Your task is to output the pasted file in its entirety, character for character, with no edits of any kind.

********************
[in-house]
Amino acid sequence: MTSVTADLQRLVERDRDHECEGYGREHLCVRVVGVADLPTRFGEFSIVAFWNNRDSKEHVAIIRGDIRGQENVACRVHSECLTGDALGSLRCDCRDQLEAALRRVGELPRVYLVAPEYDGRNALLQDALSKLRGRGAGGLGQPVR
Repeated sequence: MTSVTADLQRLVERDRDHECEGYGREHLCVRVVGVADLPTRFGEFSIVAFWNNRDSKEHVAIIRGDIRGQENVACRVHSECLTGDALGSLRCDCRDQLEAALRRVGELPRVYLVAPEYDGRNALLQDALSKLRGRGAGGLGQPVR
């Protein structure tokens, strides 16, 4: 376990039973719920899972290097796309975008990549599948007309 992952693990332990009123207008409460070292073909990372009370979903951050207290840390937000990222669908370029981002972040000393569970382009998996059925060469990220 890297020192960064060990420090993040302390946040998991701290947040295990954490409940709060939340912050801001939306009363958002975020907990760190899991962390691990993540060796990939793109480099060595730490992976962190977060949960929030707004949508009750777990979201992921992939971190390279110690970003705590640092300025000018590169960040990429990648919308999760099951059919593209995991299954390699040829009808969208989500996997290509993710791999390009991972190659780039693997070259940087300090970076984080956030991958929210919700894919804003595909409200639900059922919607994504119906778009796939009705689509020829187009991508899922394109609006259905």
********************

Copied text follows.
[in-house]
Amino acid sequence: MTSVTADLQRLVERDRDHECEGYGREHLCVRVVGVADLPTRFGEFSIVAFWNNRDSKEHVAIIRGDIRGQENVACRVHSECLTGDALGSLRCDCRDQLEAALRRVGELPRVYLVAPEYDGRNALLQDALSKLRGRGAGGLGQPVR
Repeated sequence: MTSVTADLQRLVERDRDHECEGYGREHLCVRVVGVADLPTRFGEFSIVAFWNNRDSKEHVAIIRGDIRGQENVACRVHSECLTGDALGSLRCDCRDQLEAALRRVGELPRVYLVAPEYDGRNALLQDALSKLRGRGAGGLGQPVR
């Protein structure tokens, strides 16, 4: 376990039973719920899972290097796309975008990549599948007309 992952693990332990009123207008409460070292073909990372009370979903951050207290840390937000990222669908370029981002972040000393569970382009998996059925060469990220 890297020192960064060990420090993040302390946040998991701290947040295990954490409940709060939340912050801001939306009363958002975020907990760190899991962390691990993540060796990939793109480099060595730490992976962190977060949960929030707004949508009750777990979201992921992939971190390279110690970003705590640092300025000018590169960040990429990648919308999760099951059919593209995991299954390699040829009808969208989500996997290509993710791999390009991972190659780039693997070259940087300090970076984080956030991958929210919700894919804003595909409200639900059922919607994504119906778009796939009705689509020829187009991508899922394109609006259905």